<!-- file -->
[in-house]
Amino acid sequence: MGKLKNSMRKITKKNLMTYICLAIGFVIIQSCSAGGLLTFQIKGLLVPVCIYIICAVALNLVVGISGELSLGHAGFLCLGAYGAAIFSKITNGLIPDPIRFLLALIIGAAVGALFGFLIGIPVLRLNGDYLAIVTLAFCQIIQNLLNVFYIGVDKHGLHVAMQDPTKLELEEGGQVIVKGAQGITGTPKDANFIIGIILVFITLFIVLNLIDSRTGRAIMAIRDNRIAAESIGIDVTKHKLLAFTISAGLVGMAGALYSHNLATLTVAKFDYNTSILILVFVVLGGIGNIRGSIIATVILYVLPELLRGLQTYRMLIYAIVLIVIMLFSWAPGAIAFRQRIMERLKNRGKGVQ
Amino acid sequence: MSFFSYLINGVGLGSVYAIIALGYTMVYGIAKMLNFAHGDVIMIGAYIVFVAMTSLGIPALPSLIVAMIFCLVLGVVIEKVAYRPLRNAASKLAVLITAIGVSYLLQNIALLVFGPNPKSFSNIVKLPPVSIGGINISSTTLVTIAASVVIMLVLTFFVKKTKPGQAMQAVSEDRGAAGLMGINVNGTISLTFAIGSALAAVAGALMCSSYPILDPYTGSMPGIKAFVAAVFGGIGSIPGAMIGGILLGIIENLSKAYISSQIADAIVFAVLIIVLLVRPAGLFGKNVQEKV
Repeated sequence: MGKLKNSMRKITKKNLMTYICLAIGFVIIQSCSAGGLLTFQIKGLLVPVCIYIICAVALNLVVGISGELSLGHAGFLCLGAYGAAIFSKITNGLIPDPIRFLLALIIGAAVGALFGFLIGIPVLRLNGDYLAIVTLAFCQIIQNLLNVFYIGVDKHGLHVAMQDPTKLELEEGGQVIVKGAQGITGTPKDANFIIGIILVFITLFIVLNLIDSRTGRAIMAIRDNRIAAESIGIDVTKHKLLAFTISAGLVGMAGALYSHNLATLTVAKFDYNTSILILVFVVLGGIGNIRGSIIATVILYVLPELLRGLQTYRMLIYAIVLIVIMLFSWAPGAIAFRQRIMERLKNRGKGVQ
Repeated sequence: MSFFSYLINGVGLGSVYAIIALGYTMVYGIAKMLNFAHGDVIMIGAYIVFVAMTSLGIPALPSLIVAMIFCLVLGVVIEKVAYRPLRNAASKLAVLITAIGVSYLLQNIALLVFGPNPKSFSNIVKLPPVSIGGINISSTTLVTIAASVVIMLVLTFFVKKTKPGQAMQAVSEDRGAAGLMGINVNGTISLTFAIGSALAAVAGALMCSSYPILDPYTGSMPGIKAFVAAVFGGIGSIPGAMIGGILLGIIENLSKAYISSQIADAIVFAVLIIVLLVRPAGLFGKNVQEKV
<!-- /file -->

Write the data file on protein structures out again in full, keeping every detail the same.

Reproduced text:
[in-house]
Amino acid sequence: MGKLKNSMRKITKKNLMTYICLAIGFVIIQSCSAGGLLTFQIKGLLVPVCIYIICAVALNLVVGISGELSLGHAGFLCLGAYGAAIFSKITNGLIPDPIRFLLALIIGAAVGALFGFLIGIPVLRLNGDYLAIVTLAFCQIIQNLLNVFYIGVDKHGLHVAMQDPTKLELEEGGQVIVKGAQGITGTPKDANFIIGIILVFITLFIVLNLIDSRTGRAIMAIRDNRIAAESIGIDVTKHKLLAFTISAGLVGMAGALYSHNLATLTVAKFDYNTSILILVFVVLGGIGNIRGSIIATVILYVLPELLRGLQTYRMLIYAIVLIVIMLFSWAPGAIAFRQRIMERLKNRGKGVQ
Amino acid sequence: MSFFSYLINGVGLGSVYAIIALGYTMVYGIAKMLNFAHGDVIMIGAYIVFVAMTSLGIPALPSLIVAMIFCLVLGVVIEKVAYRPLRNAASKLAVLITAIGVSYLLQNIALLVFGPNPKSFSNIVKLPPVSIGGINISSTTLVTIAASVVIMLVLTFFVKKTKPGQAMQAVSEDRGAAGLMGINVNGTISLTFAIGSALAAVAGALMCSSYPILDPYTGSMPGIKAFVAAVFGGIGSIPGAMIGGILLGIIENLSKAYISSQIADAIVFAVLIIVLLVRPAGLFGKNVQEKV
Repeated sequence: MGKLKNSMRKITKKNLMTYICLAIGFVIIQSCSAGGLLTFQIKGLLVPVCIYIICAVALNLVVGISGELSLGHAGFLCLGAYGAAIFSKITNGLIPDPIRFLLALIIGAAVGALFGFLIGIPVLRLNGDYLAIVTLAFCQIIQNLLNVFYIGVDKHGLHVAMQDPTKLELEEGGQVIVKGAQGITGTPKDANFIIGIILVFITLFIVLNLIDSRTGRAIMAIRDNRIAAESIGIDVTKHKLLAFTISAGLVGMAGALYSHNLATLTVAKFDYNTSILILVFVVLGGIGNIRGSIIATVILYVLPELLRGLQTYRMLIYAIVLIVIMLFSWAPGAIAFRQRIMERLKNRGKGVQ
Repeated sequence: MSFFSYLINGVGLGSVYAIIALGYTMVYGIAKMLNFAHGDVIMIGAYIVFVAMTSLGIPALPSLIVAMIFCLVLGVVIEKVAYRPLRNAASKLAVLITAIGVSYLLQNIALLVFGPNPKSFSNIVKLPPVSIGGINISSTTLVTIAASVVIMLVLTFFVKKTKPGQAMQAVSEDRGAAGLMGINVNGTISLTFAIGSALAAVAGALMCSSYPILDPYTGSMPGIKAFVAAVFGGIGSIPGAMIGGILLGIIENLSKAYISSQIADAIVFAVLIIVLLVRPAGLFGKNVQEKV